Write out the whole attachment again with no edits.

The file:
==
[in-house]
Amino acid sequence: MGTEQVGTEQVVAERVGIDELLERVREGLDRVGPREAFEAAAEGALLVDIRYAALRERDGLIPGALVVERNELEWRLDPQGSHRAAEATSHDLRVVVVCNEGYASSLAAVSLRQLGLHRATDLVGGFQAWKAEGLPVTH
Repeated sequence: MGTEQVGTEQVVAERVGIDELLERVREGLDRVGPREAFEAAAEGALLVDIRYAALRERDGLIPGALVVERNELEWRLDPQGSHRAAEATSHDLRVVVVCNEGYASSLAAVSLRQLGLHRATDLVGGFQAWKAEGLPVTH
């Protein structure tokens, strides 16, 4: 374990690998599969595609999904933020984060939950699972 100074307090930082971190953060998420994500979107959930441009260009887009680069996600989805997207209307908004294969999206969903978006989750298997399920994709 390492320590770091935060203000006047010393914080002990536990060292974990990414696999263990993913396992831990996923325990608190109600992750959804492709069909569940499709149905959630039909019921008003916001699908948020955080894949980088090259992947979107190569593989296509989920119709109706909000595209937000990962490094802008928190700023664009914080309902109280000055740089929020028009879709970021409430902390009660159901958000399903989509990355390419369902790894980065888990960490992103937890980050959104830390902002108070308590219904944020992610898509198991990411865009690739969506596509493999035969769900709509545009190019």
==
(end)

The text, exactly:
[in-house]
Amino acid sequence: MGTEQVGTEQVVAERVGIDELLERVREGLDRVGPREAFEAAAEGALLVDIRYAALRERDGLIPGALVVERNELEWRLDPQGSHRAAEATSHDLRVVVVCNEGYASSLAAVSLRQLGLHRATDLVGGFQAWKAEGLPVTH
Repeated sequence: MGTEQVGTEQVVAERVGIDELLERVREGLDRVGPREAFEAAAEGALLVDIRYAALRERDGLIPGALVVERNELEWRLDPQGSHRAAEATSHDLRVVVVCNEGYASSLAAVSLRQLGLHRATDLVGGFQAWKAEGLPVTH
């Protein structure tokens, strides 16, 4: 374990690998599969595609999904933020984060939950699972 100074307090930082971190953060998420994500979107959930441009260009887009680069996600989805997207209307908004294969999206969903978006989750298997399920994709 390492320590770091935060203000006047010393914080002990536990060292974990990414696999263990993913396992831990996923325990608190109600992750959804492709069909569940499709149905959630039909019921008003916001699908948020955080894949980088090259992947979107190569593989296509989920119709109706909000595209937000990962490094802008928190700023664009914080309902109280000055740089929020028009879709970021409430902390009660159901958000399903989509990355390419369902790894980065888990960490992103937890980050959104830390902002108070308590219904944020992610898509198991990411865009690739969506596509493999035969769900709509545009190019």